THE weekend's football games, seven in total, produced a few decent contests but no shock results and if anything it confirmed what we already knew before a single ball was kicked.
Donegal continued their total dominance of the Ulster championship with a surprisingly comfortable victory over a very disappointing Armagh team who were playing on their home ground in front of their own supporters.
It was a game that had promised so much and would give us a good indication of how the Armagh team were progressing under a new management team but in the end it turned out to be a very one-sided game.
Armagh needed a fast start but the opposite happened with Donegal out of the blocks quickly and the tactic of long, high ball into their full-forward line caused all sorts of problems for the Armagh defence.
Inside the opening three minutes a long delivery from Neil Gallagher found Paddy McBrearty on the edge of the square and he rounded his marker James Morgan and finished to the net at the second attempt.
It was the start the Armagh supporters had hoped wouldn't happen and it put Donegal in control of the game and that one score allowed them to play the game on their own terms for the rest of the half.
We all know at this stage how Donegal set up but it is still very difficult to break them down. It is a credit to the players they have been able to continue playing with these tactics that have worked so successfully over the last four years.
As impressed as I was with Donegal I was equally unimpressed with Armagh and the way they went about the game.
Most teams are trying to replicate the Donegal style of play with defence top of the list of priorities and while that works to a point it is the lack of attacking tactics where teams are falling short.
How can a team expect to win any match when they can only manage a couple of points in over 35 five minutes of play?
The game is about having a good defence but it is also about having a good attacking system that creates scoring opportunities on a regular basis during the game.
Armagh produced very little in front of goal and the longer the game went on it became clearer that only a complete meltdown from Donegal would give the Orchard County enough chances to get back into the game.
That of course was never going to happen and Donegal were able to pick their moments and keep the scoreboard ticking over to the end of the game.
It was a very professional and clinical performance from a team that are still capable of winning another All-Ireland but we probably won't appreciate just how good they are until we see them back in Croke Park later in the year.
For Armagh and manager Kieran McGeeney it was a sobering experience and one that will be difficult to get over. I wouldn't write them off just yet but they will need to record a commanding victory over Wicklow in the qualifiers to get them back on track.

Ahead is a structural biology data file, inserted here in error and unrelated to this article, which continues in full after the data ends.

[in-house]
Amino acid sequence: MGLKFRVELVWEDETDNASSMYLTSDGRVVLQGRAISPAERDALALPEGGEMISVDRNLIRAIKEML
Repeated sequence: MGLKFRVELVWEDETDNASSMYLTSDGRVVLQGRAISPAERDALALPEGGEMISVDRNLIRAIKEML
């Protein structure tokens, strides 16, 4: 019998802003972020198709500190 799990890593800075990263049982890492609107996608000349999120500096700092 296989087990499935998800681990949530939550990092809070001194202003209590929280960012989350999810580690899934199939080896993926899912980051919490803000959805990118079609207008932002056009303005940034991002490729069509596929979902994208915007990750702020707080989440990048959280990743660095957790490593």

The big game in Connacht between Galway and Mayo produced a decent duel in ideal conditions but the result was all too familiar with Mayo getting another one over their neighbours.
It is seven years now since Galway beat their great rivals in a championship game and even though the game was close enough on the scoreboard there is still a sizeable gap between the teams.
Mayo are a very good team and have the forwards to do damage on any given day and they also have the ability to close out a game when they are leading with time running out.
Yesterday we saw just how cynical they can be when required and it is an element of the game that all successful teams need to have in the present game.
If you look back at all the All-Ireland winners over the last decade or so they all had one thing in common and that was the ability to choke the game and the opposition when required.
It isn't a nice thing to watch but it comes with experience and anyone who thinks that Mayo are not capable of winning this year's All-Ireland they just need to watch the last ten minutes of yesterday's victory.
Mayo had the game won and anytime Galway were in possession they fouled tactically around the middle of the field. That can be very frustrating when you are playing against them so you really need to be ahead going into the last quarter.
Galway are a work in progress but they are going to have to grow up quickly and become as cynical as their neighbours if they are going to bridge the gap between the two counties.
They have enough quality to make a good fist of the qualifiers and may well end up in headquarters later on in the summer. For Mayo it's another provincial final to look forward to against either Sligo or Roscommon.